The Weekly Mind Reader: Insomnia and Time Watching

by Staff Writer
May 19, 2023 at 11:05 AM UTC

minor ear anomalies are more common in people with depressive order.

Clock-watching insomniacs are more likely to pop a pill, a new The Primary Care Companion for CNS Disorders study finds. Frustration over time ticking by created a vicious cycle of sleeplessness, frustration, and medication use, the data showed.

Time Goes By

Researchers from the Sleep and Human Health Institute in Georgia led the study involving 4,886 patients who sought treatment at a sleep center over a 10-year period. Subjects – 45 percent of whom were female and with an average age just over 50 – completed surveys to assess the severity of their insomnia symptoms. They were also questioned about their tendency to monitor time and how often they relied on a sleeping aid to help nod off.

Participants reported an average Insomnia Severity Index (ISI) score of 14.77, indicating the severity of their insomnia symptoms. They also recorded an average Time Monitoring Behavior-10 (TMB-10) score of 11.73, which assessed their tendency to constantly check on time passing. Nearly 38 percent used some kind of sleeping medication at least once a week. Over 26 percent relied a weekly prescription sleep medication.

TMB-10 scores for medication users were approximately 34 percent higher than non-users. Similarly, participants who regularly used prescription sleep medication had nearly 29 percent higher TMB-10 scores.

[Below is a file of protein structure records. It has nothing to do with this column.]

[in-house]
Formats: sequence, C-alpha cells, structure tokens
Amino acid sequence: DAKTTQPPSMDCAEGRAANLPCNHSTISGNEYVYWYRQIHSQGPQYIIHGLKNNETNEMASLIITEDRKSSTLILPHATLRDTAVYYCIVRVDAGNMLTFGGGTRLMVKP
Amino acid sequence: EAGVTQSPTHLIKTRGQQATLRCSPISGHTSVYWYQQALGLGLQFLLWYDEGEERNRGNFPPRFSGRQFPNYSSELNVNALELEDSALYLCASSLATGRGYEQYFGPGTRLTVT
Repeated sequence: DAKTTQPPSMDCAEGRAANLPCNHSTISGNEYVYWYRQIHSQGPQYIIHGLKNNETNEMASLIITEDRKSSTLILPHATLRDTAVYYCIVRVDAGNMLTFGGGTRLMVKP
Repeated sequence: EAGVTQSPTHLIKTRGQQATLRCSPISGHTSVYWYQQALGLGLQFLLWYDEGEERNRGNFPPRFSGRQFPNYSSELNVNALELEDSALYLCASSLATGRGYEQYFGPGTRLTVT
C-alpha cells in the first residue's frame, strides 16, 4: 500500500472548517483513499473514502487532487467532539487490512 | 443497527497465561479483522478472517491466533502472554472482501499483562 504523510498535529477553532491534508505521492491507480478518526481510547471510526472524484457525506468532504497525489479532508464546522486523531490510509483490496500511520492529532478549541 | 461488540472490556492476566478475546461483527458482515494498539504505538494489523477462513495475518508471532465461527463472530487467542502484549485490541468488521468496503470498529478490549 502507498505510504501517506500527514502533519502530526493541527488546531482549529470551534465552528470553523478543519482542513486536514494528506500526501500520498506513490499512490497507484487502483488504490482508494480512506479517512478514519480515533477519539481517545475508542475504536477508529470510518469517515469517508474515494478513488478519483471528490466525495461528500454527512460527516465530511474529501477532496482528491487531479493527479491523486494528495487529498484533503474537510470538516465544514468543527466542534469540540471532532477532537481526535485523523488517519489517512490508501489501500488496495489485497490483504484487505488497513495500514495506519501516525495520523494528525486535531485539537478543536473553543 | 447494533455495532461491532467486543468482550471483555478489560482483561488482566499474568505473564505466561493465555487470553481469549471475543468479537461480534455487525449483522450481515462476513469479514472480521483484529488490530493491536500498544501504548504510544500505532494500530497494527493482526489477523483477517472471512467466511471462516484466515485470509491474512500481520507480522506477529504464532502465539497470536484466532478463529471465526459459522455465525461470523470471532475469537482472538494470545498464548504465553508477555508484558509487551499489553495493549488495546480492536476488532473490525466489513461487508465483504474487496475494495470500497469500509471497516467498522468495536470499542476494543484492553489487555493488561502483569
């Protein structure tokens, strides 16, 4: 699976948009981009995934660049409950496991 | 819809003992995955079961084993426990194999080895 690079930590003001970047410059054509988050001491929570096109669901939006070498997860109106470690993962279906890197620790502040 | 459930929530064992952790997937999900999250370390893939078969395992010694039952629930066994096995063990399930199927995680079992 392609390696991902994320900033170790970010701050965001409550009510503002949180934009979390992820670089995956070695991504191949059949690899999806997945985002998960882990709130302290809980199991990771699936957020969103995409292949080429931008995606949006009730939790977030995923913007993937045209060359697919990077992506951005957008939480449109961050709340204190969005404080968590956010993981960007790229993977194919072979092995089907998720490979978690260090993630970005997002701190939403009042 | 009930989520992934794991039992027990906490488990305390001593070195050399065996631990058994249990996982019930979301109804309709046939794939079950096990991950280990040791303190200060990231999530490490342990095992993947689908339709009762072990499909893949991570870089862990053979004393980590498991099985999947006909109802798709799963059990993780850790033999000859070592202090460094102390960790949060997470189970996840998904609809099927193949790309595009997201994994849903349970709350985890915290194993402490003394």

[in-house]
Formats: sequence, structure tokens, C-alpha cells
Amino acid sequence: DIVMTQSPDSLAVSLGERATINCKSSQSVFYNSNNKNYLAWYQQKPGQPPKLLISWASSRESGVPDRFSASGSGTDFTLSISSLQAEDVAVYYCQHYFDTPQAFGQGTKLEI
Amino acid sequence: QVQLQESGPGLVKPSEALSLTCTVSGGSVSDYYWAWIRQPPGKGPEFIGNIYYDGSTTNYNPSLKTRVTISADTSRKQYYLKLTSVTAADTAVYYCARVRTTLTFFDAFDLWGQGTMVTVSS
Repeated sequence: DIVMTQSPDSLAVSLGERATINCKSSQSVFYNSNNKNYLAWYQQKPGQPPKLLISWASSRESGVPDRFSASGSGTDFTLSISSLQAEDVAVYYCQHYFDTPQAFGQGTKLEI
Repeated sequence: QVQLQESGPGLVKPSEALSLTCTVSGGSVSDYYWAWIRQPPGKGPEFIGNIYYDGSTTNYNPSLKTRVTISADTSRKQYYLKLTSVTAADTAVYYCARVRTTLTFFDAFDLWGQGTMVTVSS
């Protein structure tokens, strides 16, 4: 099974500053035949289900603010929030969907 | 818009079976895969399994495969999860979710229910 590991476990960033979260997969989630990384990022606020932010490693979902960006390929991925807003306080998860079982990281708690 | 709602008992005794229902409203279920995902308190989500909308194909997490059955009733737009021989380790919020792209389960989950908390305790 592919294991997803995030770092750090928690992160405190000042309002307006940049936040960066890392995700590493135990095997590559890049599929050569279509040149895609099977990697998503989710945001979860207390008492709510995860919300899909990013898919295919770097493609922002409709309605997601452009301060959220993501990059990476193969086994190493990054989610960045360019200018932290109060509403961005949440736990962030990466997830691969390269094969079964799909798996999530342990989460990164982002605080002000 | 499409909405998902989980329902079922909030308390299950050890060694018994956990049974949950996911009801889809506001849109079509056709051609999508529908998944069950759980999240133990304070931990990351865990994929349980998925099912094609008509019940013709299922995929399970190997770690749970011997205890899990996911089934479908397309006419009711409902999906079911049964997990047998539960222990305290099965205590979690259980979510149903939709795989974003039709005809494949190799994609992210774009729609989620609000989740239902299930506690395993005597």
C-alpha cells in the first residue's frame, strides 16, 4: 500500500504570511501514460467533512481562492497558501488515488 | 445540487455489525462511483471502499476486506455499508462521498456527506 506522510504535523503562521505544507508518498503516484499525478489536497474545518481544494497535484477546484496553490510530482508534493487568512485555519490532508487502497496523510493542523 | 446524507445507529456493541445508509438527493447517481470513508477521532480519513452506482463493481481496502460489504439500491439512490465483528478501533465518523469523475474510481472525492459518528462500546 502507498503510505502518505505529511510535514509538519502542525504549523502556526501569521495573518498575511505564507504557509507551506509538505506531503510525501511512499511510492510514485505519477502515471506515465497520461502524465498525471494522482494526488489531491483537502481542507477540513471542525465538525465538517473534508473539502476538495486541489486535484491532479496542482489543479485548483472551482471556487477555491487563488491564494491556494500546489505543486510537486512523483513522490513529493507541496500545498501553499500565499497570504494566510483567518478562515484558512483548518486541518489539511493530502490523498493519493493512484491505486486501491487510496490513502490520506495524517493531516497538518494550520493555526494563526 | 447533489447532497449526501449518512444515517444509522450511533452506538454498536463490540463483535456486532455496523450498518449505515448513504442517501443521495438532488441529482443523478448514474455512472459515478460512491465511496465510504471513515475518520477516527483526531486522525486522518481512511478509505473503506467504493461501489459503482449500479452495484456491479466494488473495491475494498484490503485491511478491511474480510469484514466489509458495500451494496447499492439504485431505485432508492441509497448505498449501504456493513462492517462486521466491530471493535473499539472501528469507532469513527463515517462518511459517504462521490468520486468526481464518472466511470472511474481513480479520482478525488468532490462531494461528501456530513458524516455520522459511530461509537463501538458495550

Having a comorbid psychiatric diagnosis also increased the likelihood of taking a sleep aid on a regular basis. Among participants with insomnia, 53 percent of those with a psychiatric diagnosis used prescription sleep medication regularly. Only 30 percent of those without another diagnosis did so. Further, the relationship between TMB and sleep med use was stronger when mediated by insomnia symptoms, particularly for prescription medication.

Overall, these findings suggest that individuals who feel annoyed when monitoring time during an episode of insomnia are more likely to rely on sleep medication, especially prescriptions.

“A standard recommendation is to turn around the clock or remove it from the bedroom to reduce TMB,” the authors wrote. “Notwithstanding, the present results suggest the behavior itself is not the sole driver of medication use; rather, frustration is at least as important, if not more so.”

These results highlight the importance of understanding what makes people with insomnia tick, so to speak. Strategies that address their frustrations  could go a long way to reducing their reliance on sleep medications, the authors said. 


  • Research participants offer unique insight into suicide safety protocols. This could help refine study design and improve the tools currently in use for patients with depression.
  • Remission rates at six months for young people with depression confirm that condition severity at treatment initiation and over time is a strong predictor of remission status.
  • Follow the case of a 22-year-old man with depressive disorder who developed drug-induced itch while taking clonazepam.
  • A new data driven substance use screening instrument holds promise for improving identification of substance use in seriously mentally ill patients.
  • The new Beyond Measure report by Everytown Research & Policy surveyed more than 100 gun violence survivors to learn more about the toll gun violence epidemic is taking on victims, families and communities. 
  • This year’s British Mental Health Awareness Week focused on managing anxiety. According to the social media monitoring tool Brandwatch, more than 6,100 Tweeters shared their best coping mechanisms using the hashtag, ##ToHelpMyAnxiety. It’s not too late to add your voice to the conversation. 


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